Ada’s reputation as more than an amateur enthusiast for Babbage’s work rests on her vision for the future of the Analytic Engine, and to what extent it advanced beyond Babbage’s own conception of it.

We should be wary of exaggerated claims here, having read so much hyperbole that views Lovelace, who died of (probably) cervical cancer in 1852, as a genius whose original groundbreaking work was thwarted by a patriarchal society. Lovelace was not a Lise Meitner, or a Jocelyn Bell Burnell, both of whose recognition was obscured and denied by the sexist cultures in which they worked.

Lovelace did suggest that the Analytical Engine could operate on more than mathemtical symbols, and this seems to be the first published statmement to that effect. She had a vision that went beyond anything Babbage himself clearly stated, though there are hints that he understood the Engine’s broader potential - and it would be odd if he didn’t.


To summarise so far:

  • Lovelace had no part in the design and prototyping of the Difference Engine
  • She had no part in the conception and design of the Analytic Engine
  • She did not write the first algorithms for the Analytic Engine
  • She was not the sole author of ‘Note G’
  • Babbage prepared the Note G algorithm for calculating Bernoulli numbers


  • Lovelace did spot an error in Babbage’s algorithm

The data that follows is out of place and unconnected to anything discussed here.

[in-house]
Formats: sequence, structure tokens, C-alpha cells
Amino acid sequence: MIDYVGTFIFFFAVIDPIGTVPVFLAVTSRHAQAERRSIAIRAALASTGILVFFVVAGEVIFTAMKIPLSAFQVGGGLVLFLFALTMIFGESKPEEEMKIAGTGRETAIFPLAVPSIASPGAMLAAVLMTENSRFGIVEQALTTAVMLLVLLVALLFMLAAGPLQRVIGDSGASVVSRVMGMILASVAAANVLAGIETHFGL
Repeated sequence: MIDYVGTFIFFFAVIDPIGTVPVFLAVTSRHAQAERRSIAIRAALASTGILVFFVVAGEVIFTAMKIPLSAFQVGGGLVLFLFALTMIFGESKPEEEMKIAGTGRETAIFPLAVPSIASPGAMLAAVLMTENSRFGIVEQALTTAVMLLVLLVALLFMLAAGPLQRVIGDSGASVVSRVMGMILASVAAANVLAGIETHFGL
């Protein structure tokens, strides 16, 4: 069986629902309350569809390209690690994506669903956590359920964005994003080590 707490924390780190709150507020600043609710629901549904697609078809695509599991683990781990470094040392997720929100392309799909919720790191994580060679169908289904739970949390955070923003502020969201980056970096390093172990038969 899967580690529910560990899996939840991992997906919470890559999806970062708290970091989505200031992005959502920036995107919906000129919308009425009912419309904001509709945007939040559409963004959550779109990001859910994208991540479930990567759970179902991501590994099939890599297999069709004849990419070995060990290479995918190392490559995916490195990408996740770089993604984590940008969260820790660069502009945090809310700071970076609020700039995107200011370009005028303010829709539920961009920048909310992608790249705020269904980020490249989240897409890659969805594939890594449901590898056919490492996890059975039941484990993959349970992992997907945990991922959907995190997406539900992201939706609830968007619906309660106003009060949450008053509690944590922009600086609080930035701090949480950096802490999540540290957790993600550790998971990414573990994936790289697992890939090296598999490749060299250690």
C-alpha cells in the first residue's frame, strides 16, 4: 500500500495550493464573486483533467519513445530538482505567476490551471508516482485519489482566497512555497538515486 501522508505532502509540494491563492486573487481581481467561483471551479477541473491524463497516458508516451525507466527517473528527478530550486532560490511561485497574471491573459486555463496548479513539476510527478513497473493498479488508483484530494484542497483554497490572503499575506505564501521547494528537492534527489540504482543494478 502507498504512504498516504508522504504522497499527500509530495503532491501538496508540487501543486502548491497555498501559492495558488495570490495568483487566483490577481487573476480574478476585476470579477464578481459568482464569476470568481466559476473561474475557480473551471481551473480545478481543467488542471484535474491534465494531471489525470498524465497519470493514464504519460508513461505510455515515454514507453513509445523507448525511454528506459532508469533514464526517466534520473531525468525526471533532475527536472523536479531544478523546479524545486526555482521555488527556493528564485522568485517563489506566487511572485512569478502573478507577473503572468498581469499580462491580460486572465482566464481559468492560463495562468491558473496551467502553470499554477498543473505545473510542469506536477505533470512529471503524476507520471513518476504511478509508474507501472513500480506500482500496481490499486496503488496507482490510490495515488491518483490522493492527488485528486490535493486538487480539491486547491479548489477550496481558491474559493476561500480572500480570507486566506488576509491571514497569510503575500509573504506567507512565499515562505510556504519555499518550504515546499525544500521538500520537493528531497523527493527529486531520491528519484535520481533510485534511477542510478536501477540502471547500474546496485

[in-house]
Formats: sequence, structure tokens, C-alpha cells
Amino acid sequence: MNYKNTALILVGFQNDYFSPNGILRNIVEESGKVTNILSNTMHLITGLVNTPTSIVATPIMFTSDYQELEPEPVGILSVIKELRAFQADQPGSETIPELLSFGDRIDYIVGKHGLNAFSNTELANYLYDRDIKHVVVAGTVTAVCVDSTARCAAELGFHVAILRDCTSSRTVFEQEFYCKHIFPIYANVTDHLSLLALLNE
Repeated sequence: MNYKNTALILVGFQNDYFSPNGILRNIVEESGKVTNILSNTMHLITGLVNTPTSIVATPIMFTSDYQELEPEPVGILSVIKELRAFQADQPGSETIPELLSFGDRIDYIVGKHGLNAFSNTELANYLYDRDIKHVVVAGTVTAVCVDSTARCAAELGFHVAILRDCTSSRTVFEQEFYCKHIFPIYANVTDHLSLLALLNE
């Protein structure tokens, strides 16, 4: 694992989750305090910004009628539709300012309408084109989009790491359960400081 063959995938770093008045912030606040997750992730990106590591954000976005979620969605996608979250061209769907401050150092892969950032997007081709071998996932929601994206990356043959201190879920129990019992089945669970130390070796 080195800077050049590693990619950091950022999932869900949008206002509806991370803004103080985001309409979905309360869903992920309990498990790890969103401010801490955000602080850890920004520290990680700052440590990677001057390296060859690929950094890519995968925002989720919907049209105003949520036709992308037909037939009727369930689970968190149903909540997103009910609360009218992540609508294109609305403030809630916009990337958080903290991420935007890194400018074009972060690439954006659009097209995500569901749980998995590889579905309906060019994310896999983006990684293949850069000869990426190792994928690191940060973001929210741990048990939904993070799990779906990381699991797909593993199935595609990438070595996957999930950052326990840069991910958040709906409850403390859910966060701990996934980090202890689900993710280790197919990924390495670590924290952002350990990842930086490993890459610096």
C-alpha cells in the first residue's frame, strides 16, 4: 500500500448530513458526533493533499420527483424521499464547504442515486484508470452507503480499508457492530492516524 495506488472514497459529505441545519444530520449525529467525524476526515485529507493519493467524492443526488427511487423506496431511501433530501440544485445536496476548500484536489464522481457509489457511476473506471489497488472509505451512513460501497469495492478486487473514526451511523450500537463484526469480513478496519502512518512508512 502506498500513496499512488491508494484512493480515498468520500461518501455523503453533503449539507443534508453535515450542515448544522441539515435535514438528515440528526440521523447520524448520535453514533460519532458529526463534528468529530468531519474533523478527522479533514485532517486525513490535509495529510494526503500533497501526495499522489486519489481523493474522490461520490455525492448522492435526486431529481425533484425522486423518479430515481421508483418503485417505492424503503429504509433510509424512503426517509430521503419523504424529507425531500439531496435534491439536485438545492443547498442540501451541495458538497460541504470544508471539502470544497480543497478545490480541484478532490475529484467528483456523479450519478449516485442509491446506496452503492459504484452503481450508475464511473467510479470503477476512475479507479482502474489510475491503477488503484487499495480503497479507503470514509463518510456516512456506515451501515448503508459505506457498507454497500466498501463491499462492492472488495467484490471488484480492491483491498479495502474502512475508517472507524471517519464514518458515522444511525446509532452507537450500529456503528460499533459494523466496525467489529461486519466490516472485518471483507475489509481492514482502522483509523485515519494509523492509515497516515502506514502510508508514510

• She was a keen publicist of Babbage’s work
  • She did suggest the Analytic Engine could manipulate more than numbers

Noble Lies

In the Republic, Plato argues that a just society can only be achieved if individuals are properly educated and that the best way to ensure this is through a system of strict social classes.

To maintain this system, Plato proposed the idea of a “noble lie,” a falsehood told by the ruling class to the rest of society to justify the social order and to prevent social unrest. The lie would be that each individual in society was born into a certain class based on their inherent qualities and abilities, rather than by chance or circumstances. This would provide the justification for the social hierarchy and discourage individuals from challenging the status quo.

Plato believed that the “noble lie” was necessary for the stability of society and the happiness of its citizens. He argued that the ruling class would have a duty to deceive the rest of society for the greater good.

Plato suggested the “noble lie” would create a stable society where everyone knows their place and is content with it. It could help prevent social unrest, which might occur if people perceived the social order as unjust. The lie would then promote social harmony and unity, with everyone believing they had an allocated role to play in society.